For years, consumers had to pay a fee – or apply for a loan – to see their proprietary FICO credit score. Increasingly, however, financial services firms a...
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      Celebrating 50 years of U.S. auto recalls

      Washington conference seeks to build on auto safety activism

      In November 1965 an obscure young lawyer named Ralph Nader published a book called “Unsafe At Any Speed.” Specifically, it focused on the Chevrolet Corvair, but in general it was an indictment of the U.S. auto industry.

      At the time, cost was the biggest factor guiding automotive design and production. Safety was not much of a concern. Cars were not even required to be equipped with seat belts.

      But Nader's book struck a nerve with the public, and 10 months later President Lyndon Johnson signed the National Traffic and Motor Vehicle Safety Act into law. It created an agency that would become the National Highway Traffic Safety Administration (NHTSA), and not long afterward came the first auto safety recall.

      There were 803 vehicle recalls in 2014, involving 63.9 million vehicles, including two of the largest vehicle recalls in history.

      Mobilizing citizen power

      This week in Washington, consumer advocates will celebrate Nader's book and the safety changes it helped usher in. In addition to Nader, speakers at a four day conference will include Phil Donahue, Patti Smith, Jim Hightower, Chris Hedges, Winona LaDuke, and several other citizen activists.

      “The theme of this citizen mobilization will be discovering ways to break through power to secure long-overdue democratic solutions made possible by a new muscular civic nexus between local communities and Washington, D.C.,” the Center for Study of Responsive Law, a sponsoring organization, said in a press release.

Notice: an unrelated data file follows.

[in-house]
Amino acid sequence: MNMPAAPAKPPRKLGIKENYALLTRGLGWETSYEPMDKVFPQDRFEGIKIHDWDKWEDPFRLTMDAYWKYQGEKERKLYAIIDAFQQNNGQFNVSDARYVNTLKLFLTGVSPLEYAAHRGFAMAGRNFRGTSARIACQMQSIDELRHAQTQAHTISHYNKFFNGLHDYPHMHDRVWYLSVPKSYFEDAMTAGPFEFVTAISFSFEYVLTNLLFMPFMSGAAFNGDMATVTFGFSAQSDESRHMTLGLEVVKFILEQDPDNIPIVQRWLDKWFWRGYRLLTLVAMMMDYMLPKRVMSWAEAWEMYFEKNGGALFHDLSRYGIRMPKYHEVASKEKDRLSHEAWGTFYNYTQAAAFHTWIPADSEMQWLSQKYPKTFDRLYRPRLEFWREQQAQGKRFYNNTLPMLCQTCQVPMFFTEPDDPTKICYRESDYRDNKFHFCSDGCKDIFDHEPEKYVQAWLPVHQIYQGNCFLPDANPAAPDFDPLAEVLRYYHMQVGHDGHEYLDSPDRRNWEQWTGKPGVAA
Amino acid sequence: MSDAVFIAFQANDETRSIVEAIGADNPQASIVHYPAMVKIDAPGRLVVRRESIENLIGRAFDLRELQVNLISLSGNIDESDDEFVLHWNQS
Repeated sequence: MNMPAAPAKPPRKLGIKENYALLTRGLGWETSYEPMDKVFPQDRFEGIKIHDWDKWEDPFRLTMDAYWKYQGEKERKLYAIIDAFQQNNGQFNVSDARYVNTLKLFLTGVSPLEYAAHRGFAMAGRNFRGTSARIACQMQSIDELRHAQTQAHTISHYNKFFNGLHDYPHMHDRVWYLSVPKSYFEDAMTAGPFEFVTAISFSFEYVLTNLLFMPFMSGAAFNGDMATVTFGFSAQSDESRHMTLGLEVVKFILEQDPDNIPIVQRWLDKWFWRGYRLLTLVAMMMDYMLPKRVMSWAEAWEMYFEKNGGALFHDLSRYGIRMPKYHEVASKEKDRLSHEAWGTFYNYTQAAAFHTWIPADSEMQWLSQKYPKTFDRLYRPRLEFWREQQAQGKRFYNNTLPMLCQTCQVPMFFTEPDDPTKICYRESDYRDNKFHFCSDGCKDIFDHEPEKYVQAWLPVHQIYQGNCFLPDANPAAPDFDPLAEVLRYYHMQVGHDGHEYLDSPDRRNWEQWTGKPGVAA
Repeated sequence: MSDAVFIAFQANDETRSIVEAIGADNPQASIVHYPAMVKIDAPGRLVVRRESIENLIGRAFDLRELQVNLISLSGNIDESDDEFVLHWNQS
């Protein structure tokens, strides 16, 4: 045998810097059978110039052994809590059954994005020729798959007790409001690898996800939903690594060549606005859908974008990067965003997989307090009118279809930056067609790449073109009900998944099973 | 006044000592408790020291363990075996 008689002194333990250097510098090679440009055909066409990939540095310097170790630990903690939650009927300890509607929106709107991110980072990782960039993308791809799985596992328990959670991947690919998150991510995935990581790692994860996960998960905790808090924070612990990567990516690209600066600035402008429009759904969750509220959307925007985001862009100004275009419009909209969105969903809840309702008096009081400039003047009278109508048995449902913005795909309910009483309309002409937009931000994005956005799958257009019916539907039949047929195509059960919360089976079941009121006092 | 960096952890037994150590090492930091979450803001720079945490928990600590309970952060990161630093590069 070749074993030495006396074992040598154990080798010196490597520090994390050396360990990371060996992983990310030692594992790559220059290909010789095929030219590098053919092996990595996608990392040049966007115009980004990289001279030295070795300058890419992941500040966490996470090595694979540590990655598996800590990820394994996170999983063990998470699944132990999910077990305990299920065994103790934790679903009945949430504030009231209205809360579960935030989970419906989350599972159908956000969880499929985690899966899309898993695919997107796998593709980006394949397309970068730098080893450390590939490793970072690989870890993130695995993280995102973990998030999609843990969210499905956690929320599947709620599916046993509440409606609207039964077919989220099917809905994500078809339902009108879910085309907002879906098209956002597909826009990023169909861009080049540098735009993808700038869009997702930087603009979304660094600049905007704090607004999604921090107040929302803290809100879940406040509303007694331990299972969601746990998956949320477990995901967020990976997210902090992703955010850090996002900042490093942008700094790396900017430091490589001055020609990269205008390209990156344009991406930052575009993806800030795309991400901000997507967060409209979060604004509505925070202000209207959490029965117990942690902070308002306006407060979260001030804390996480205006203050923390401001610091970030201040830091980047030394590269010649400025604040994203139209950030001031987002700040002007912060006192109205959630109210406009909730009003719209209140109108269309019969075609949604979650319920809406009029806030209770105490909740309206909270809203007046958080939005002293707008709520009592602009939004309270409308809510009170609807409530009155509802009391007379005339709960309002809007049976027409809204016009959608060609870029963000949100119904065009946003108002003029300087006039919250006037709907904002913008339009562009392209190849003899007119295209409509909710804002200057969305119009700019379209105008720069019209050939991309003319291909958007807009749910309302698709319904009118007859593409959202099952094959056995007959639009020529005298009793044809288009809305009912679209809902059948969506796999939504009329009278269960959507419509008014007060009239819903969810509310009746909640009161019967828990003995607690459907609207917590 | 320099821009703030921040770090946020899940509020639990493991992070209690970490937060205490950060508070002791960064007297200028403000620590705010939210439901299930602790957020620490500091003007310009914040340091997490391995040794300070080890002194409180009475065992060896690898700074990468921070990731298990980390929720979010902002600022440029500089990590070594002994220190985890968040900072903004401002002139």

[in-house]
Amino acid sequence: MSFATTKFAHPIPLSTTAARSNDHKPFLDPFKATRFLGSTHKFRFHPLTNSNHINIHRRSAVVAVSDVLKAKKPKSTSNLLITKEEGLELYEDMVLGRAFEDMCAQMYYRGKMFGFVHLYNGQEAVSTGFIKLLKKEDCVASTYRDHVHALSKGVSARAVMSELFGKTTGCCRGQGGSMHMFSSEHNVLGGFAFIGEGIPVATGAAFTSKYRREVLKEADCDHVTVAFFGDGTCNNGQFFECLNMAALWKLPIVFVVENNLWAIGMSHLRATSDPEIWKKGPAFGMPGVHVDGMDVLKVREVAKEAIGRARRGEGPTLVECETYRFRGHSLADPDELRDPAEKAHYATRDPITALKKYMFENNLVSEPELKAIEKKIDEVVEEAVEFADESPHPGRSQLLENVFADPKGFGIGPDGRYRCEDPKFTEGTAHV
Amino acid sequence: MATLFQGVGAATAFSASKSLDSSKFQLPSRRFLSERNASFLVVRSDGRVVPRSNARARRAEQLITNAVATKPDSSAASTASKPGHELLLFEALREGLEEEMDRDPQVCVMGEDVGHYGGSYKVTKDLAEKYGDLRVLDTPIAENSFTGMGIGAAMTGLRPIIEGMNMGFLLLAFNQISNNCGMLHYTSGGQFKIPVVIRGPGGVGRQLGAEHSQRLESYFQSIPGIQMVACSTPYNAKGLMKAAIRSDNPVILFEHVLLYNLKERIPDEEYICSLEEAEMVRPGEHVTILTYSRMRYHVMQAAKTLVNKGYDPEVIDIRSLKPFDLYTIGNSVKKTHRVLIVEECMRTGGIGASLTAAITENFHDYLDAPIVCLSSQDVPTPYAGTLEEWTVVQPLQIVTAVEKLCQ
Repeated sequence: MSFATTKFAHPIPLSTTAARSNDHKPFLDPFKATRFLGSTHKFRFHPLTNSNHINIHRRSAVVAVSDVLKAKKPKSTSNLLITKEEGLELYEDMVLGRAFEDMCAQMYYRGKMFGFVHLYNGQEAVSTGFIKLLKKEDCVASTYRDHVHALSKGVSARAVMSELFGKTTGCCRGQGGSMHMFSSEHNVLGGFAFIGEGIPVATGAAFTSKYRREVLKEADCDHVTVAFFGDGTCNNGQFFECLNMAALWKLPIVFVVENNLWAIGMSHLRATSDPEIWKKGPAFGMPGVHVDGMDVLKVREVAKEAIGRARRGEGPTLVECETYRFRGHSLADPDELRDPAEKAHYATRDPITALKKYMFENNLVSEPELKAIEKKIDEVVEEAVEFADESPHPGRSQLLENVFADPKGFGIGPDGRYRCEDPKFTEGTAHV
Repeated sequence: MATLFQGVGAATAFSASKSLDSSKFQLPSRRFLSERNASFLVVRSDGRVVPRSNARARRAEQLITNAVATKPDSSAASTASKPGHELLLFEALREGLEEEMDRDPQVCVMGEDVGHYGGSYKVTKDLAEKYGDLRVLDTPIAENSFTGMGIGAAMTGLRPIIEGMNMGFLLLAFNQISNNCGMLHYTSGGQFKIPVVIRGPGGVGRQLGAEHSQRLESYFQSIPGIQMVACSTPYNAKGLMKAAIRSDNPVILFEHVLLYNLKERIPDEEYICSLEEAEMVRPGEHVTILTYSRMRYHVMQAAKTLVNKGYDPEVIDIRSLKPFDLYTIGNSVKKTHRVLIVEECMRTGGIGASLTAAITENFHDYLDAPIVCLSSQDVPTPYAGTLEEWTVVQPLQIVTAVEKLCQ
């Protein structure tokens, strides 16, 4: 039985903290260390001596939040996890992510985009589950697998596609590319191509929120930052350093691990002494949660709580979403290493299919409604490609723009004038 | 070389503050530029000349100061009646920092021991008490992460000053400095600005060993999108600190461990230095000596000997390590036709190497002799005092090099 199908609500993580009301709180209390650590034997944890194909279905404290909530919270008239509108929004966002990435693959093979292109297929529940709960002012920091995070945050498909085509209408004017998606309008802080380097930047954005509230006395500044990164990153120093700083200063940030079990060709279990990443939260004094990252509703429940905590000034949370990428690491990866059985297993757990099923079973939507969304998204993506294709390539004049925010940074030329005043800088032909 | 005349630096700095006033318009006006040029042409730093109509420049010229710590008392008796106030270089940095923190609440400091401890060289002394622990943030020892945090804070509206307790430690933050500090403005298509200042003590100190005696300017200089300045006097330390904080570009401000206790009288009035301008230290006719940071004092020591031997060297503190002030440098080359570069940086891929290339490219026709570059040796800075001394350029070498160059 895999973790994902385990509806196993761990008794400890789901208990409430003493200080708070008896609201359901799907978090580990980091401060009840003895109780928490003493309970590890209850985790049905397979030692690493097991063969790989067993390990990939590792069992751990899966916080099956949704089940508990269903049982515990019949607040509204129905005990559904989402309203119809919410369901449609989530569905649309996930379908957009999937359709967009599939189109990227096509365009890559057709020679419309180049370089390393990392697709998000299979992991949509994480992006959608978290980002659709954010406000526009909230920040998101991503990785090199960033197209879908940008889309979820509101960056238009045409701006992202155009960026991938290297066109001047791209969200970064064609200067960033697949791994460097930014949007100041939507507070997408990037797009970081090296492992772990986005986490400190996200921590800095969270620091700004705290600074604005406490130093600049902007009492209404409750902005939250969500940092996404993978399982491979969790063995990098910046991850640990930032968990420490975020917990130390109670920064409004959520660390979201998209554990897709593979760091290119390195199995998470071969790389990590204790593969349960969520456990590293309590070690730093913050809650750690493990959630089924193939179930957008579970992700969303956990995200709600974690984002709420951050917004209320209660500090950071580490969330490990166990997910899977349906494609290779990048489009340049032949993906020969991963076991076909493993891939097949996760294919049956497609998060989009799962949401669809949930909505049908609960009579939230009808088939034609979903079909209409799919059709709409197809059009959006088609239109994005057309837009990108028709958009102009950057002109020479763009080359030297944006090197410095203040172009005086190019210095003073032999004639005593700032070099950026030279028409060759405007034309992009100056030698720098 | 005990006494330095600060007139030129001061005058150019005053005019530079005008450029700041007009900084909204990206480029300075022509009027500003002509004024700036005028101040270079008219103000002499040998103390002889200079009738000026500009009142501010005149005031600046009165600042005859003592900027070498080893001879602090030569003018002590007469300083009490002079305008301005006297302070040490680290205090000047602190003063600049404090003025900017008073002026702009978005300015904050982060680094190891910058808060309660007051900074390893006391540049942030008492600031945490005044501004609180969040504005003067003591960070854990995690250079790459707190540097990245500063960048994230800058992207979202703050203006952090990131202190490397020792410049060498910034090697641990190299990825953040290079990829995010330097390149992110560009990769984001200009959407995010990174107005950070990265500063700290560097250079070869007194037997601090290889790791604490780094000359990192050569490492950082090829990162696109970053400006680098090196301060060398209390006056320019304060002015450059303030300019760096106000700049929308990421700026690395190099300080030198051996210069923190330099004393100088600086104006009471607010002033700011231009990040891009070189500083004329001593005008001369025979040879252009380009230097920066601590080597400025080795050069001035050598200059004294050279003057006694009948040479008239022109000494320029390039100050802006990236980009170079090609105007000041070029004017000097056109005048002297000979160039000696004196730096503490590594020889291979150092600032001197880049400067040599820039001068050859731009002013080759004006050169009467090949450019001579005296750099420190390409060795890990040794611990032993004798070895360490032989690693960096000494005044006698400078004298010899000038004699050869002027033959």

Over the four days at Constitution Hall, speakers will try to motivate existing civic groups to take steps that will make them more effective, using Nader's campaign for auto safety as inspiration.

      When he signed the auto safety legislation nearly a half century ago, President Johnson noted that over the previous weekend, 29 American servicemen had died in Vietnam, while 614 Americans died on the nation's highways.

      Deadlier than war

      “In this century, more than 1.5 million of our fellow citizens have died on our streets and highways: nearly three times as many Americans as we have lost in all our wars,” Johnson said. “Auto accidents are the biggest cause of death and injury among Americans under 35. And if our accident rate continues, one out of every two Americans can look forward to being injured by a car during his lifetime--one out of every two!”

      The bill Johnson signed into law that day required all vehicles on U.S. roads, starting with 1968 models, to meet improved safety standards. It also improved tire standards and set up research and testing centers to investigate the causes of traffic accidents.

      And what became of the Chevrolet Corvair? The car was in its second generation in 1966 when Johnson signed the traffic safety bill. Plans for a third generation were dropped and the car went out of production in 1969.

      In November 1965 an obscure young lawyer named Ralph Nader published a book called “Unsafe At Any Speed.” Specifically, it focused on the Chevrolet Corvair...
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      HMSHost recalls multiple brands of Cape Cod cranberry trail mix